Budget 2016 – Tax on Pension Corpus – EPF contributions, income as well as the final corpus at retirement were tax-free till now.
Taxpayers would not be too happy at Finance Minister Arun Jaitley’s move to tax employees’ provident fund (EPF) and other recognised PFs on contributions made on or after April 1.
Finance Minister Arun Jaitley raised the tax surcharge on the super-rich, but used a googly to sneak in an unkind cut for the salaried class, whose retirement savings are parked in the Employees’ Provident Fund (EPF). PF schemes hitherto enjoyed the tax status of exempt-exempt-exempt (EEE, meaning no tax on contribution, interest or at withdrawal).
“I propose to make withdrawal up to 40 per cent of the corpus at the time of retirement tax exempt in the case of the National Pension Scheme. In case of superannuation funds and recognised provident funds, including EPF, the same norm of 40 per cent of corpus to be tax free will apply in respect of corpus created out of contributions made after April 1, 2016,” Mr. Jaitley said, during his Budget speech on Monday.
In other words, accumulated savings under the National Pension Scheme (NPS) that were fully taxable at the time of retirement would now be taxable only for 60 per cent of the retirement corpus. The same logic has been extended to the EPF making 60 per cent of savings taxable at the time of withdrawal. EPF contributions, income as well as the final corpus at retirement were tax-free till now.
The Finance Ministry, with this move, has sought to bring parity between the Labour Ministry-run EPF, the NPS and the superannuation pension funds in terms of their tax treatment. EPFO manages around Rs. 10 lakh crore of retirement savings from 8.5 crore members, while NPS accounts number 1.15 crore with savings totalling Rs. 1.1 lakh crore.
Along with this, the Finance Minister proposed a one-time exemption from any tax liability on those looking to switch their retirement savings from a recognised provident fund or superannuation fund to the National Pension System.
He also proposed tax incentives for the Sovereign Gold Bond Scheme and the Gold Monetisation Scheme.
“Earlier, contributions to PF up to 12 per cent of the base salary were exempt from tax. Now, contributions above Rs. 1.5 lakh will be taxed. Along with this, on withdrawal, 60 per cent of the amount will be taxed except in case of excluded employees [those earning a monthly salary not exceeding a yet to be specified amount],” Kuldip Kumar, Partner and Leader Personal Tax PwC India said.
“This will mean that you will no longer find tax arbitrage in these pension products. Earlier, people were choosing one product or the other on the basis of the tax they would have to pay. Now, that has gone. By making all the schemes at par, employees will choose between them on the basis of their efficiency and returns,” Amit Gopal, Senior Vice President at India Life Capital said.
However, the impact of this will be felt by the higher income groups, according to Mr. Kumar, because their contributions will be taxed at the time they are made as well as when they are withdrawn. “This will impact everybody who is not an excluded employee and makes a withdrawal from these schemes, but will doubly impact higher income groups who contribute more than Rs. 1.5 lakh to PF and/or superannuation,” he said.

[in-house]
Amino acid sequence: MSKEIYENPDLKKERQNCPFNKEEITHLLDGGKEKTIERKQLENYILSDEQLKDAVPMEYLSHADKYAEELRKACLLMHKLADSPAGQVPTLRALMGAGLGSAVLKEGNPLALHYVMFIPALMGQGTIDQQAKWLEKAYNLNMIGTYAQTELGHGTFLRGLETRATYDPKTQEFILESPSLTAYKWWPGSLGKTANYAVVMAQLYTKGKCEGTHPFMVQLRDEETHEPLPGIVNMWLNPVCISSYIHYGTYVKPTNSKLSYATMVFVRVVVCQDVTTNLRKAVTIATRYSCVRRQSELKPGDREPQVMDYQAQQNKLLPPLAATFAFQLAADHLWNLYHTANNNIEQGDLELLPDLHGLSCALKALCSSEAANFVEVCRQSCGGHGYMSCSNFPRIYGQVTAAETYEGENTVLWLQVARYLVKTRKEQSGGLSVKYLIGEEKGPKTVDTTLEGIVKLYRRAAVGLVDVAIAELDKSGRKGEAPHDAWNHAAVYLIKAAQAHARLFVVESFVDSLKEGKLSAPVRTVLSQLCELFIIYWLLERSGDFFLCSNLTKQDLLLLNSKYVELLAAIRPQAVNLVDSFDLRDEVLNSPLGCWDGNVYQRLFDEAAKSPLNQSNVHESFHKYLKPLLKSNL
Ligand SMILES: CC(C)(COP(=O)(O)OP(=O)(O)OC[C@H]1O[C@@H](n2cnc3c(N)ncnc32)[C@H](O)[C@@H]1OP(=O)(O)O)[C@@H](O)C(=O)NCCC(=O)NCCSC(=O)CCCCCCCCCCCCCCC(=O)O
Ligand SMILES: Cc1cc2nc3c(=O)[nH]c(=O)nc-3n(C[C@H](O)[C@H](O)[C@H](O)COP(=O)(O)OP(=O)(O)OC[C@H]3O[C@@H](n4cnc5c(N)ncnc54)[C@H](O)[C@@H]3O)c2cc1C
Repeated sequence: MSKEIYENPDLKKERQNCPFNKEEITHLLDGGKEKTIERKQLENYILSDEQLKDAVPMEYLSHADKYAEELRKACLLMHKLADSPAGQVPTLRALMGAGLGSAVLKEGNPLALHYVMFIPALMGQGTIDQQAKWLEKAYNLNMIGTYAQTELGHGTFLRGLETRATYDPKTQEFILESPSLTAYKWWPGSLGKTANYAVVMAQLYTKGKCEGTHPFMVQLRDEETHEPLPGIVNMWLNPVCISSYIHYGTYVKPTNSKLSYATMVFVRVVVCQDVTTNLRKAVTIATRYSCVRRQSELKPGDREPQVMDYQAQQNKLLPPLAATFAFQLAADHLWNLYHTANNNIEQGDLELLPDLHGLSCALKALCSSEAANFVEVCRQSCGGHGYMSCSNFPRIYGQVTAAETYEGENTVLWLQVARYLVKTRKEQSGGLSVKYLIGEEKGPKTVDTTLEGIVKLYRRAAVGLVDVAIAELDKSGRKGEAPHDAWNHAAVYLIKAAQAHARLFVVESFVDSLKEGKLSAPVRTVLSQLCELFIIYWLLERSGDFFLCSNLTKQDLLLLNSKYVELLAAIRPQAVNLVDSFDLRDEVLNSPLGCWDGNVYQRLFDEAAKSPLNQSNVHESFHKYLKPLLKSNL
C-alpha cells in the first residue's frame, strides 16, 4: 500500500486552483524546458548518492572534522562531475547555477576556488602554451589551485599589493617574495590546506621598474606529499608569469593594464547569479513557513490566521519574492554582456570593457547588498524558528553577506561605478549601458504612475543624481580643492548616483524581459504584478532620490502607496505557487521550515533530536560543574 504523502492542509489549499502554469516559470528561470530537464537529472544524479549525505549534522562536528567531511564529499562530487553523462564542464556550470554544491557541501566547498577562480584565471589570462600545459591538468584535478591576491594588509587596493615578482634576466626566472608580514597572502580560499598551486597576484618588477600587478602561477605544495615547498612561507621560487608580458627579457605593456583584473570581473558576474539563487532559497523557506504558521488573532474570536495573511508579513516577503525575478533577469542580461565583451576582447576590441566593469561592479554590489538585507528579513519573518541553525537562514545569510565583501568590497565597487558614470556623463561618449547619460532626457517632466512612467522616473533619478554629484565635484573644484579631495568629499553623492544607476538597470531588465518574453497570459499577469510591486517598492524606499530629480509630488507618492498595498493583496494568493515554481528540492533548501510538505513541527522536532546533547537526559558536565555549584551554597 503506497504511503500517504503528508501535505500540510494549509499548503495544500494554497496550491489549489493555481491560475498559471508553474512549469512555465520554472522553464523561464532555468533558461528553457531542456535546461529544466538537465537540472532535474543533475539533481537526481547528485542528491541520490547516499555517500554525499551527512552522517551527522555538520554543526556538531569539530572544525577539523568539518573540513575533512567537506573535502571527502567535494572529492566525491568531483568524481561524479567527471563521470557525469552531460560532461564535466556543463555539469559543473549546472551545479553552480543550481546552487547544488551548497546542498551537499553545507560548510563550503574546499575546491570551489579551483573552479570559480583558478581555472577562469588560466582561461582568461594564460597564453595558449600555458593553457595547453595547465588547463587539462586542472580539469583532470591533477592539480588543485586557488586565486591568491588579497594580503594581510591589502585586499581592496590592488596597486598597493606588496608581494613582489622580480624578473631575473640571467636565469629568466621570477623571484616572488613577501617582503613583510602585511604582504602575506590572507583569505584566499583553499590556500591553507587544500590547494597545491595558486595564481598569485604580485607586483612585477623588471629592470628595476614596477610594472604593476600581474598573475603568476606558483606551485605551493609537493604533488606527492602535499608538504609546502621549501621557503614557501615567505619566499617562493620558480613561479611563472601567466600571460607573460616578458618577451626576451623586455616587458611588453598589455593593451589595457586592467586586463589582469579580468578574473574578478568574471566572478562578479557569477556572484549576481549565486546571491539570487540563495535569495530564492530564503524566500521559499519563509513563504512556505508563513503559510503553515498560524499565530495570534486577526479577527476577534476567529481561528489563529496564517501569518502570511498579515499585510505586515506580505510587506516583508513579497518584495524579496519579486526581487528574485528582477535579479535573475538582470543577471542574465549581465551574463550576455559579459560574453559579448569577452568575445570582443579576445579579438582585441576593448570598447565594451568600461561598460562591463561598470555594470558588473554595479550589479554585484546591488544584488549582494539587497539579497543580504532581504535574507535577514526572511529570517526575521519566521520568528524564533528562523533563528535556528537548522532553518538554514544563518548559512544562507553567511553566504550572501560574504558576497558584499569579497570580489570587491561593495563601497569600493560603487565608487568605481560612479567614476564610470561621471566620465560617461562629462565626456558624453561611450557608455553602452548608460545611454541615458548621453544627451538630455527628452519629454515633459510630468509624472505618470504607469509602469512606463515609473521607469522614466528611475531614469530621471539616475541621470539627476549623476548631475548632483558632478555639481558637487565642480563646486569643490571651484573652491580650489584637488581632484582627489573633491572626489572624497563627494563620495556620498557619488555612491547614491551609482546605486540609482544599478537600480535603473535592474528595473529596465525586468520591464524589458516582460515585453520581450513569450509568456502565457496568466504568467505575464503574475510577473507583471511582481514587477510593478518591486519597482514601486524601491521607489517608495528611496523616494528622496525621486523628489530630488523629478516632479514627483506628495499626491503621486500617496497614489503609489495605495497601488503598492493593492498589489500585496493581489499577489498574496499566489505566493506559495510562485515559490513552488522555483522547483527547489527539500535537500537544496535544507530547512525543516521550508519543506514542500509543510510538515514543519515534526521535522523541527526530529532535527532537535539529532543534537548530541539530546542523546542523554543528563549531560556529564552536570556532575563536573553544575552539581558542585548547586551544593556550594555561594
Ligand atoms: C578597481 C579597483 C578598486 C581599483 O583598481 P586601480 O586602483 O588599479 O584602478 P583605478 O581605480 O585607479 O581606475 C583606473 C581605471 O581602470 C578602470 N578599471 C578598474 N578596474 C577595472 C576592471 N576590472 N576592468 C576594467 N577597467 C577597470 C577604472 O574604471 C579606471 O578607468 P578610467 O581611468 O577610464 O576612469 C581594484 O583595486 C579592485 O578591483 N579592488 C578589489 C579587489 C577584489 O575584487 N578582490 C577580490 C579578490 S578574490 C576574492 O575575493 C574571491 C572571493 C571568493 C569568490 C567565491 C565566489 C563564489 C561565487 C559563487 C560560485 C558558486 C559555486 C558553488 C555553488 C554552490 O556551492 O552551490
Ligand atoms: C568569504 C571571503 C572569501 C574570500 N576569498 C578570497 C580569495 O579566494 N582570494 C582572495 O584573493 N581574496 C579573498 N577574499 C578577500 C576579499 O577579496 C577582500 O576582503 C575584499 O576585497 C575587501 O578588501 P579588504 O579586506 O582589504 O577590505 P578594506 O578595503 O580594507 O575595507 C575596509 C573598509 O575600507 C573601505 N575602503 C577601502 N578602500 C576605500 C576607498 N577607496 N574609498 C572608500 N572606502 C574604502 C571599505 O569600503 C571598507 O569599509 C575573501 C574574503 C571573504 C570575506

The proposed exemption for a one-time portability from a recognised provident fund or superannuation fund to the National Pension System will greatly benefit employees, according to Mr. Gopal. “This is a great move and will help all employees. At the moment, employees have their savings in several different pots. This allowance of portability of funds from one scheme to another will mean that employees can have all their funds in a single scheme,” Mr. Gopal said, adding that this would mean that the rate of return could then be applied to a much larger corpus of funds.
“It is proposed to provide that redemption by an individual of Sovereign Gold Bond issued by RBI under Sovereign Gold Bond Scheme, 2015 shall not be charged to capital gains tax. It is also proposed to provide that long term capital gains arising to any person on transfer of Sovereign Gold Bond shall be eligible for indexation benefits,” Mr. Jaitley said. Along with this, he proposed that the interest and capital gains earned on the deposits under the Gold Monetisation Scheme also be made exempt from tax.
Mr. Jaitley has also proposed to raise the surcharge levied on individuals earning above Rs. 1 crore a year from 12 per cent to 15 per cent. He also proposed a 10 per cent tax to be levied on individuals or companies earning dividends more than Rs. 10 lakh.
Those earning less than Rs. 5 lakh a year will now receive a tax rebate of Rs. 5,000 under section 87A, up from a rebate of Rs. 2,000 earlier.
“There are two crore tax payers in this category who will get a relief of Rs. 3,000 in their tax liability,” Mr. Jaitley said. At the moment, people who do not own a house and do not get house rent allowance receive a tax deduction of Rs. 24,000 per year from their income. He has proposed that this limit be increased to Rs. 60,000 per year, aimed at providing relief to those living in rented accommodations.
Source: The Hindu